The most divisive set of elections in my lifetime are now over, and Kentucky will not see another regular election until May 2018.
My congratulations to the winning candidates and to the Republican Party, which will now control both chambers of the state legislature.
We have endured angry rhetoric in the state and national elections. The name-calling and nastiness were too intense, and certainly did not live up to the values that we teach our children and should exemplify in our lives.
It’s time for leaders at every level to come together in a bipartisan manner to move our state and country forward. Our citizens expect their leaders to work together to not only address our issues but to also capitalize on the tremendous strengths of Kentucky.
In the attorney general’s office, we have worked both nationally and in Kentucky to work across the aisle. In late October, I joined Republican attorneys general Mike DeWine of Ohio and Patrick Morrisey of West Virginia for a forum about our nation’s drug epidemic.
There was no talk of politics and there was no division. Instead, we came together in common purpose to address this scourge that is taking so many lives. At the forum, we embraced groups from the faith, health-care, advocacy and law-enforcement communities knowing we are all in this struggle together.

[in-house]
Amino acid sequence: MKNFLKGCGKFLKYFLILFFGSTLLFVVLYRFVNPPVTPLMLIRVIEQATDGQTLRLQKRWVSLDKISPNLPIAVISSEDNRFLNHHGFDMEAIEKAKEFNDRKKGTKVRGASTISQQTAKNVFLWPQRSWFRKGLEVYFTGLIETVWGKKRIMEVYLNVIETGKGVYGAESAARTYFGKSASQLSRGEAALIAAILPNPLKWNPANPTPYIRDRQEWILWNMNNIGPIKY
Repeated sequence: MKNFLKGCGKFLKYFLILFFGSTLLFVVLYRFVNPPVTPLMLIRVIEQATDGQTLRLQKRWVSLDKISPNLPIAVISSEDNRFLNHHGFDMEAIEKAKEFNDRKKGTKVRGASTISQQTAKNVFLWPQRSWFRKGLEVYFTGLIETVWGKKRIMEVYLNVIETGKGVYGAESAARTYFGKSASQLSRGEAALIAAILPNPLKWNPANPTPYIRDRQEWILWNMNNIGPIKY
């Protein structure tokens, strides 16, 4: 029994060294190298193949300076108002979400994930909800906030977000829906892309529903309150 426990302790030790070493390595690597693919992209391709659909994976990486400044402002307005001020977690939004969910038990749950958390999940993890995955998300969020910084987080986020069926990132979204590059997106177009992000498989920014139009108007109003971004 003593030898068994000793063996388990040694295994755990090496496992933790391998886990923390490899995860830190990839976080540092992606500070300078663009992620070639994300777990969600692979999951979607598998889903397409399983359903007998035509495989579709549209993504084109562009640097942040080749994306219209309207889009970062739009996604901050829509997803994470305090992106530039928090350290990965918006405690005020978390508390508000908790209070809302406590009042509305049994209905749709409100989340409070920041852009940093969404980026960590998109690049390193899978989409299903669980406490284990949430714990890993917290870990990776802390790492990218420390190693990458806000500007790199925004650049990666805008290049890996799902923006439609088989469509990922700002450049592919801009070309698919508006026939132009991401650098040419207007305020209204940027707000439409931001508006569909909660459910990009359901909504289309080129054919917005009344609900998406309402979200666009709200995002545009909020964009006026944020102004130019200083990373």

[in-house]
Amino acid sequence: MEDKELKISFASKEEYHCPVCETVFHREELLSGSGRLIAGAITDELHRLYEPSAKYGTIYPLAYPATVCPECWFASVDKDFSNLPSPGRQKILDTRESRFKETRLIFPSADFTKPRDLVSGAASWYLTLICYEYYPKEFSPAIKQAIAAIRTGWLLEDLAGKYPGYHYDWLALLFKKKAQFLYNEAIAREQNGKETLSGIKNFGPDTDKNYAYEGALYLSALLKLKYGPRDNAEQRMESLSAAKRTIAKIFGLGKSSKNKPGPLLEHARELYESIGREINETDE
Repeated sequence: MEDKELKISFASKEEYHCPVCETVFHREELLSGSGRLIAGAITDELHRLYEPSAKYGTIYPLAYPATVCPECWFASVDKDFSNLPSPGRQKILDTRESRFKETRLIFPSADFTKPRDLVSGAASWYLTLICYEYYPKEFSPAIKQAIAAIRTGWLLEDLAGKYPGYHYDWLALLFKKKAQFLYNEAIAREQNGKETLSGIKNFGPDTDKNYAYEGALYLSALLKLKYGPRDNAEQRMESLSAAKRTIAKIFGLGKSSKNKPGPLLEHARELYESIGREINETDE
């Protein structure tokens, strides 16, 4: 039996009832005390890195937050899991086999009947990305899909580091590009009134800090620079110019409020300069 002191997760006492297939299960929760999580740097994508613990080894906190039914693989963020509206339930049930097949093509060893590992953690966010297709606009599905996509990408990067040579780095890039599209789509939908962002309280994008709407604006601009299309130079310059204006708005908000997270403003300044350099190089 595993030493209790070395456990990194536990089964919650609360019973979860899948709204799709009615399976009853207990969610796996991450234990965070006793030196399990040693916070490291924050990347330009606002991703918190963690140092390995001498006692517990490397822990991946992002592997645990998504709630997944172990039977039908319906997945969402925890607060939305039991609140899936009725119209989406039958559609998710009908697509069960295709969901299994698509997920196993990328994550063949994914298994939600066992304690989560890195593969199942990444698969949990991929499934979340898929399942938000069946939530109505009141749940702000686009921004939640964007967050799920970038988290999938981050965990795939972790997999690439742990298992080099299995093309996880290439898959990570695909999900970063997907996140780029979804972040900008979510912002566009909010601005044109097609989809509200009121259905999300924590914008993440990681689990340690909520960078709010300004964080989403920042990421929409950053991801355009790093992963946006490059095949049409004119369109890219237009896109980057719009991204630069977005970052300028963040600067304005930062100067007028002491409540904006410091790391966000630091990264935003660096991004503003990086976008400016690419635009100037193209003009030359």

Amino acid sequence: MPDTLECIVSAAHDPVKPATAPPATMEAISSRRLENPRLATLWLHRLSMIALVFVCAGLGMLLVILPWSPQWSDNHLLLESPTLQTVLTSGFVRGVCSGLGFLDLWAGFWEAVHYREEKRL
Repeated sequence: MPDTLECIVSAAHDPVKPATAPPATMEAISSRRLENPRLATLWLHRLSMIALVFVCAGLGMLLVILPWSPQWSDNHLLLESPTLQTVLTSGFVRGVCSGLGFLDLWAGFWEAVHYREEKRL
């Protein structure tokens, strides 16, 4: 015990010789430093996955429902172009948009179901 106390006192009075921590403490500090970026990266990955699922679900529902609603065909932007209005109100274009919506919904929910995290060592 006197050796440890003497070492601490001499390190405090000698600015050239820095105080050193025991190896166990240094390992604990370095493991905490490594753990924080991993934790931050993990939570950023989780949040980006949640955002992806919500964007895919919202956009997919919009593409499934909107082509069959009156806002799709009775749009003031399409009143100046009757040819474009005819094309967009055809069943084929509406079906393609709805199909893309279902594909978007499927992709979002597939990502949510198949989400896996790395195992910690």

This struggle is why I have taken a leadership role with the nonpartisan National Association of Attorneys General as the Substance Abuse Committee co-chair alongside Republican Pam Bondi of Florida.
On the state level, we continue to reach across the aisle.
I seamlessly work with our state auditor, a Republican, to investigate and prosecute public officials who break the law and provide you the type of government you deserve.
It’s why I have worked with our treasurer’s office in a lawsuit against Delaware for keeping tax dollars that should be coming back to the commonwealth.
And it’s why I am pushing for the passage of numerous bills to better protect our children, many of which were authored by Republican lawmakers. The bills are good legislation that help protect children, and that is all that should matter.
With regards to the rest of the executive branch, my office will continue to try to assist the administration in addressing non-partisan challenges. Our office volunteered its services in bringing a civil suit against those responsible for dumping radioactive waste in Estill and Greenup counties.
And we have attempted to work with the Energy and Environment Cabinet on planning for a $19 million environmental trust secured through the Volkswagen litigation. While we have been told “no” on both occasions, we will not get discouraged, and we will continue trying.
Reaching across the aisle is our duty.
And it is what the people of Kentucky expect.
Andy Beshear is Kentucky attorney general.